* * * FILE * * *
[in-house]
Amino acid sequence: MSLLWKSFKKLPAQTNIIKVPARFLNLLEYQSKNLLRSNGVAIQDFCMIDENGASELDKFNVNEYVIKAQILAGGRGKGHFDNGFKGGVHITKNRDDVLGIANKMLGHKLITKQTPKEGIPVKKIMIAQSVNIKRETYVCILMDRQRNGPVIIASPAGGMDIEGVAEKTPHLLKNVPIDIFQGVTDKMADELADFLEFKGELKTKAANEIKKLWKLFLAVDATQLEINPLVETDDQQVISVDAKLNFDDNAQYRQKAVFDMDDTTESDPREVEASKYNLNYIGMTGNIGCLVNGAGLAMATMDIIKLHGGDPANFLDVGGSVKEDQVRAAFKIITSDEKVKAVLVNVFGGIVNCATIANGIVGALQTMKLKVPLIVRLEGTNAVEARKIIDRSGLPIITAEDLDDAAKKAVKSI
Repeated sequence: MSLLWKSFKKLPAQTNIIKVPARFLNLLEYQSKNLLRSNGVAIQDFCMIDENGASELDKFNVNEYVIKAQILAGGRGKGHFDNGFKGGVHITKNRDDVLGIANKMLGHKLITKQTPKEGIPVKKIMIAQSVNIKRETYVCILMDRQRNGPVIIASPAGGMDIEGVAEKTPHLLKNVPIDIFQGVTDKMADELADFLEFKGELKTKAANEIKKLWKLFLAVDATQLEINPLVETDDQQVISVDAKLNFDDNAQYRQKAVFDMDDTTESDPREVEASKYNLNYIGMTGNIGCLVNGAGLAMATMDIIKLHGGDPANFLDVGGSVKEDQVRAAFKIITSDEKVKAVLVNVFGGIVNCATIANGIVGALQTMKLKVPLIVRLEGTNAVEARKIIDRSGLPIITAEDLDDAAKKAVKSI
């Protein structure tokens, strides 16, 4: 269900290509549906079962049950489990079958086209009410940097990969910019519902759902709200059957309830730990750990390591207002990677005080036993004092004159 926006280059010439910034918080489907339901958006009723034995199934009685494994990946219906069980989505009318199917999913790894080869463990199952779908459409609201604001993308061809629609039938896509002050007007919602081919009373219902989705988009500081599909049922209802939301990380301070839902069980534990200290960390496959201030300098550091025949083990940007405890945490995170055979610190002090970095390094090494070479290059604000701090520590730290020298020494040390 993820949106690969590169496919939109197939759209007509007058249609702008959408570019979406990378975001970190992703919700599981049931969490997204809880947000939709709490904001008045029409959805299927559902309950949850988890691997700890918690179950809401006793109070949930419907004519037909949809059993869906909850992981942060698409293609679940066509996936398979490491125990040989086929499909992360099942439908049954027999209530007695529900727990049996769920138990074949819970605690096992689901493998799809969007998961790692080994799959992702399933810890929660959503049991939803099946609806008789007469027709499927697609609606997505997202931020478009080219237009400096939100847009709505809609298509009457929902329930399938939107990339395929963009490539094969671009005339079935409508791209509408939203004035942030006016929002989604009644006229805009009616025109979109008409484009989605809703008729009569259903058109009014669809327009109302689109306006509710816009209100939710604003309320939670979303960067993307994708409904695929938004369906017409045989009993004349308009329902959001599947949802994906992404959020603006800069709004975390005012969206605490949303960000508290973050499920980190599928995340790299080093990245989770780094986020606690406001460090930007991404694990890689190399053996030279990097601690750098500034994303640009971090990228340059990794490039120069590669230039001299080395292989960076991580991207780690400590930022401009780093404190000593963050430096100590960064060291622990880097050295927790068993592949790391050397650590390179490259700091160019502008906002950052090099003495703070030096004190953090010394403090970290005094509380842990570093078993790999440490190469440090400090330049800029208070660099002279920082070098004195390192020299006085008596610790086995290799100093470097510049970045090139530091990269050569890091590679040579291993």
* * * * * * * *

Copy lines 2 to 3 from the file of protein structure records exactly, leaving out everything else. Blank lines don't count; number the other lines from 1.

Amino acid sequence: MSLLWKSFKKLPAQTNIIKVPARFLNLLEYQSKNLLRSNGVAIQDFCMIDENGASELDKFNVNEYVIKAQILAGGRGKGHFDNGFKGGVHITKNRDDVLGIANKMLGHKLITKQTPKEGIPVKKIMIAQSVNIKRETYVCILMDRQRNGPVIIASPAGGMDIEGVAEKTPHLLKNVPIDIFQGVTDKMADELADFLEFKGELKTKAANEIKKLWKLFLAVDATQLEINPLVETDDQQVISVDAKLNFDDNAQYRQKAVFDMDDTTESDPREVEASKYNLNYIGMTGNIGCLVNGAGLAMATMDIIKLHGGDPANFLDVGGSVKEDQVRAAFKIITSDEKVKAVLVNVFGGIVNCATIANGIVGALQTMKLKVPLIVRLEGTNAVEARKIIDRSGLPIITAEDLDDAAKKAVKSI
Repeated sequence: MSLLWKSFKKLPAQTNIIKVPARFLNLLEYQSKNLLRSNGVAIQDFCMIDENGASELDKFNVNEYVIKAQILAGGRGKGHFDNGFKGGVHITKNRDDVLGIANKMLGHKLITKQTPKEGIPVKKIMIAQSVNIKRETYVCILMDRQRNGPVIIASPAGGMDIEGVAEKTPHLLKNVPIDIFQGVTDKMADELADFLEFKGELKTKAANEIKKLWKLFLAVDATQLEINPLVETDDQQVISVDAKLNFDDNAQYRQKAVFDMDDTTESDPREVEASKYNLNYIGMTGNIGCLVNGAGLAMATMDIIKLHGGDPANFLDVGGSVKEDQVRAAFKIITSDEKVKAVLVNVFGGIVNCATIANGIVGALQTMKLKVPLIVRLEGTNAVEARKIIDRSGLPIITAEDLDDAAKKAVKSI